While China has emerged as a big partner for Islamabad’s economic plans, it is understandable why the threat of US sanctions would make the Pakistani establishment nervous. The US remains Pakistan’s largest trade partner and is the biggest destination for Pakistani exports. No wonder, then, that reports of the US Bill are said to have triggered a drop in the Pakistani stock market and also led to the Pakistani rupee hitting fresh lows against the US dollar.
Which Are The Terror Groups Operating In Pakistan?
A report by the US Congressional Research Service (CRS) towards the end of September this year notes that US has “identified Pakistan as a base of operations and/or target for numerous armed, non-state militant groups, some of which have existed since the 1980s". However, it points out that “many observers predict a resurgence of regional terrorism and militancy in the wake of the Afghan Taliban’s August 2021 successes".
In an indictment of the Pakistani establishment, the report says, citing the US State Department’s Country Reports on Terrorism 2019, that it has “allowed groups targeting Afghanistan… as well as groups targeting India …to operate from its territory”. Pakistani authorities, the report notes, “did not take sufficient action to stop certain terrorist groups and individuals from openly operating in the country".
The CRS report mentions 15 outfits active in Pakistan, 12 of which are US-designated terror groups. The India-focused groups comprise Lashkar-e-Taiba, Jaish-e-Mohammed, Harakat-ul Jihad Islami, Harakat-ul Mujahadeen, and Hizb-ul Mujahideen, all of which have received terror designations.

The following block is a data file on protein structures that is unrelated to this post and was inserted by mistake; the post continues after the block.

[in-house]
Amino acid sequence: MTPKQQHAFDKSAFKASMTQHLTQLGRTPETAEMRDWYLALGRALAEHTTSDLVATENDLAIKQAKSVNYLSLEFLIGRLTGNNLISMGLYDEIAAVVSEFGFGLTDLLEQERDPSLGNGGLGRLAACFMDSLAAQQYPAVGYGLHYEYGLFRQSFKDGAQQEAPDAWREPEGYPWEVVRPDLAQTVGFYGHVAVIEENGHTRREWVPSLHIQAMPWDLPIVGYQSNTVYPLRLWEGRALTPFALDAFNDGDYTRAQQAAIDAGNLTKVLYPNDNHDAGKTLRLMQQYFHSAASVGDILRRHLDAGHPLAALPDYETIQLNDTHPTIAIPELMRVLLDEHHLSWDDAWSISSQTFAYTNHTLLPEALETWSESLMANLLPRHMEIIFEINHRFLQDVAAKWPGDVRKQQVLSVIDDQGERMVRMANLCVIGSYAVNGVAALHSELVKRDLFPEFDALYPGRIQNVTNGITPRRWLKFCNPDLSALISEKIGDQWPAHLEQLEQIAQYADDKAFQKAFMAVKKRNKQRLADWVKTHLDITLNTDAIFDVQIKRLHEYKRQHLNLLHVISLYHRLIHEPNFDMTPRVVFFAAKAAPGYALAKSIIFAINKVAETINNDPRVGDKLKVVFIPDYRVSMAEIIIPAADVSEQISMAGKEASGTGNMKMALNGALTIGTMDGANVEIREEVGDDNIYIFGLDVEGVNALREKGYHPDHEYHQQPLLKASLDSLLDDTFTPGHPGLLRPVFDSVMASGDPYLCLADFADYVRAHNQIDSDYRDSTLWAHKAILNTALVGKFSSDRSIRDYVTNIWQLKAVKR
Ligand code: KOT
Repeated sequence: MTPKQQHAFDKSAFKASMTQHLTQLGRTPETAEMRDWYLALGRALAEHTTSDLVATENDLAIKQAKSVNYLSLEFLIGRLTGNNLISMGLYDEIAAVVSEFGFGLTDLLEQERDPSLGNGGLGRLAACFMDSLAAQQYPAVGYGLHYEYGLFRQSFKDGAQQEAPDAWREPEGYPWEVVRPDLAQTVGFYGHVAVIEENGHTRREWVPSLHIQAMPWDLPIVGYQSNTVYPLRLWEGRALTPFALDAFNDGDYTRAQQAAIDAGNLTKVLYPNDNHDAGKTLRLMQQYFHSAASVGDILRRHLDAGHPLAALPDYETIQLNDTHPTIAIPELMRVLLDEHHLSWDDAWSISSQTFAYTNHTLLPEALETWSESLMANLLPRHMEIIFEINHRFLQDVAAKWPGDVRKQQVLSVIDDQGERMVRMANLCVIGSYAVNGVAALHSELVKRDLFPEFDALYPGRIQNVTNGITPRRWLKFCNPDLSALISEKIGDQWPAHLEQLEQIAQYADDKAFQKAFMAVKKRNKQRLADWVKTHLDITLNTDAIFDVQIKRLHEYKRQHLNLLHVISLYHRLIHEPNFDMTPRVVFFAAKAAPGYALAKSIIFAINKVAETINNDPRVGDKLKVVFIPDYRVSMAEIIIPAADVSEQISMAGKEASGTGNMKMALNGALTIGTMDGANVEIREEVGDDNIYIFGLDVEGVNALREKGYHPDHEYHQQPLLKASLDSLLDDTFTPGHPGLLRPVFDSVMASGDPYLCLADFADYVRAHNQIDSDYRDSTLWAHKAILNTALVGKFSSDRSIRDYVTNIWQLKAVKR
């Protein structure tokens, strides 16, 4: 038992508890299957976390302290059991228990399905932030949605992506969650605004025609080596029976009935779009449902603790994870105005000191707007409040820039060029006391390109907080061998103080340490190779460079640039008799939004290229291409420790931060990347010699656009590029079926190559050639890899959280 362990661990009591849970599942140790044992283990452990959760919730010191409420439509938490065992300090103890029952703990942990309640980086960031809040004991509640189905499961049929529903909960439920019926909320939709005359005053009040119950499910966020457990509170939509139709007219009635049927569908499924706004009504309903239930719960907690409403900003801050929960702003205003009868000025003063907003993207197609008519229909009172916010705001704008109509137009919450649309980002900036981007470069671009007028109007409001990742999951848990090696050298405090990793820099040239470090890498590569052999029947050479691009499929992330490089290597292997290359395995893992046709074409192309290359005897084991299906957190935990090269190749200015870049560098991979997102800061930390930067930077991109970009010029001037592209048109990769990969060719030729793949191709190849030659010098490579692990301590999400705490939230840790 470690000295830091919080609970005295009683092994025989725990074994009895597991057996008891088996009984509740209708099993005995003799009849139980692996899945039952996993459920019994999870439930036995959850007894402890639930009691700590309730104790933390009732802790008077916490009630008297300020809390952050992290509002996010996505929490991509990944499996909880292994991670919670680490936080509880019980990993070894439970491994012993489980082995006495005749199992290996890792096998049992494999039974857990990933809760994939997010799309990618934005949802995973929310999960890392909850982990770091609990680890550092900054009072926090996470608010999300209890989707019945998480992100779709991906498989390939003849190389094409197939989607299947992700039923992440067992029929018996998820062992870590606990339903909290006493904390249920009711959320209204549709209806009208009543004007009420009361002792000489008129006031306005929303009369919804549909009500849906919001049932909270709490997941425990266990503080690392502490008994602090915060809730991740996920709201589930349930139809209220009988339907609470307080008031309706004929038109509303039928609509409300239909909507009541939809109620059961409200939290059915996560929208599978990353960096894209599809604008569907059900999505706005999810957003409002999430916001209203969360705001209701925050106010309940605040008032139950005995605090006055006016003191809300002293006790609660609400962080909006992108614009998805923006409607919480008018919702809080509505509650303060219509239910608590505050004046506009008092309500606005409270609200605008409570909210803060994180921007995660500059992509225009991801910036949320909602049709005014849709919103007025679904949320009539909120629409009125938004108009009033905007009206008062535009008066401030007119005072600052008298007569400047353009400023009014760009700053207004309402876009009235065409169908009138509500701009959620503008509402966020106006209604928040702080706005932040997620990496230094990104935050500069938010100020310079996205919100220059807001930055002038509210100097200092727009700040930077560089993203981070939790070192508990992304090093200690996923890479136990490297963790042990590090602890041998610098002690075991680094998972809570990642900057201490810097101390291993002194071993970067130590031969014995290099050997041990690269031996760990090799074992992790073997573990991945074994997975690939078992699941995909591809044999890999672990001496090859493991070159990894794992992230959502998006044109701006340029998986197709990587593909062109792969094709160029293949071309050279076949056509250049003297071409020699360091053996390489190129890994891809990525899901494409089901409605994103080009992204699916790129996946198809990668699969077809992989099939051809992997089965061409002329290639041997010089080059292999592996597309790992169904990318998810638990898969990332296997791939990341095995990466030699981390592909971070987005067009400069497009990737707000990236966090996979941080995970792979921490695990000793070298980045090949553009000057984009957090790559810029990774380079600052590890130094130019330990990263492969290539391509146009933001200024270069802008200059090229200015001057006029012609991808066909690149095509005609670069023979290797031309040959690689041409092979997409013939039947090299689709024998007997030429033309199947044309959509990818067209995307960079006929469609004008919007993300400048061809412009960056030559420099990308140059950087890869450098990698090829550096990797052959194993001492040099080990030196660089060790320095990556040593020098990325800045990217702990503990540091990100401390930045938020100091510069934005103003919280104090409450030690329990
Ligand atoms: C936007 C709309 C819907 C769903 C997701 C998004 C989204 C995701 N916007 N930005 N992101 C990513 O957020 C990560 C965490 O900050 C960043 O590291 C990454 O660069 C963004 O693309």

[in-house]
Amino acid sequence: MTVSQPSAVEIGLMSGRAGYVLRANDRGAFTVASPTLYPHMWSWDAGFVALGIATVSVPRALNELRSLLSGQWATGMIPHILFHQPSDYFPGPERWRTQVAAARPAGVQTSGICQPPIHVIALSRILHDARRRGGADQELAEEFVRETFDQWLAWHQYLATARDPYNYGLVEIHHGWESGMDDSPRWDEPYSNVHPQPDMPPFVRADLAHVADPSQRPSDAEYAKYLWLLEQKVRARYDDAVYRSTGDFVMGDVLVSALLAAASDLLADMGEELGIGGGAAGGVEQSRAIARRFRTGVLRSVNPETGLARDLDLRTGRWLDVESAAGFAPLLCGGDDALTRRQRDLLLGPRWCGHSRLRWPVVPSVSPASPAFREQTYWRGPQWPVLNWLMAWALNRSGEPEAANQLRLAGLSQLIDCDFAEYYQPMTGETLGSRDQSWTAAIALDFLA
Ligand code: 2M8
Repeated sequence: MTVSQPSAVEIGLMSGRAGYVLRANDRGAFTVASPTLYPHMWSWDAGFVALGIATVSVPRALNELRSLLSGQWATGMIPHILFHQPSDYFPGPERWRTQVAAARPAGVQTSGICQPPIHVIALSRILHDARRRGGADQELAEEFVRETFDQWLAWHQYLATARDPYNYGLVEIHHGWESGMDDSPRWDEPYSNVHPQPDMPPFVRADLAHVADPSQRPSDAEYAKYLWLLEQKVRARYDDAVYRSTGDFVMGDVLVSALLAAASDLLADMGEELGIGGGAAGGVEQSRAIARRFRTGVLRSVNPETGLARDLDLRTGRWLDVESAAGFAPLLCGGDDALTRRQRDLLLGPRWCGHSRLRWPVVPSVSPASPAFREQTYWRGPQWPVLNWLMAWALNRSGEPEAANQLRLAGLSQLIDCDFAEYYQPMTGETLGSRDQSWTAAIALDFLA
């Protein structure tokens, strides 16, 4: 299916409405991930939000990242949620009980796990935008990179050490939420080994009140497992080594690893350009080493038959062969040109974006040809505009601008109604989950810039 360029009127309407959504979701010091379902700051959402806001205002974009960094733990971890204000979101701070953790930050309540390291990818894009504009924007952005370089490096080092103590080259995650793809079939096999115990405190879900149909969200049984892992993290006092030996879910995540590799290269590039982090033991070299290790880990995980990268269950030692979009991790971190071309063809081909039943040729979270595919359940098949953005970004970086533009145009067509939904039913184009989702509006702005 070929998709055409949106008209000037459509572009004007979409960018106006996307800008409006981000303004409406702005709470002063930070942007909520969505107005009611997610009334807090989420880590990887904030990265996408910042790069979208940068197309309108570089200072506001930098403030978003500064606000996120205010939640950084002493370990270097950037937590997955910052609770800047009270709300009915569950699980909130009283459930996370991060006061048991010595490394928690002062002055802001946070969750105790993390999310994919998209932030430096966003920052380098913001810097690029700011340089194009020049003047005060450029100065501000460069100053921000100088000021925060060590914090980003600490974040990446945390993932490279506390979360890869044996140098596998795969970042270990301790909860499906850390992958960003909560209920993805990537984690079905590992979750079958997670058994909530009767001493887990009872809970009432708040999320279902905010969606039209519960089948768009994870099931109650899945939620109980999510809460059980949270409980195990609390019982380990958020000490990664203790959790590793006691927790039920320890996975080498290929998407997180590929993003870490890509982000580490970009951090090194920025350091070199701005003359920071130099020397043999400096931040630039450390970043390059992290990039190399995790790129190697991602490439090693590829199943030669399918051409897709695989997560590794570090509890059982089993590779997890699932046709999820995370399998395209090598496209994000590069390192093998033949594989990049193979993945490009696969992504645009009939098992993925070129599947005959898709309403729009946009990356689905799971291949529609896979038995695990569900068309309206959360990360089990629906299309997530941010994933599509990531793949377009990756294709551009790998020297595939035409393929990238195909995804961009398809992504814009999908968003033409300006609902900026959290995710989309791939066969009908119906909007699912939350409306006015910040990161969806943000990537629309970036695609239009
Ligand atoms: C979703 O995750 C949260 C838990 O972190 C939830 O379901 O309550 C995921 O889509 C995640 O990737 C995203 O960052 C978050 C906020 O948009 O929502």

The report also notes how Pakistan faces a threat domestically from an outfit like the Tehreek-i-Taliban Pakistan (TTP), “composed largely of ethnic Pashtun militants" who “seek to defeat Pakistan’s government and
establish Sharia law in Khyber Pakhtunkhwa" province. Experts say part of Islamabad’s support for the Afghan Taliban can also be explained by its hope that they can help it reign in their Pakistani counterparts.
While it is not clear when, or if, the US Senate Bill will be adopted, sanctions would be a blow to Pakistan’s standing internationally apart from exerting a crippling effect on its economy. For a country already suffering the consequences of being on the Financial Action Task Force “grey list", proscriptions against receiving US foreign assistance and “miscellaneous financial and other restrictions", among others, which normally accompany any terror sanction, will push the country further into an economic morass from which it will find it hard to emerge.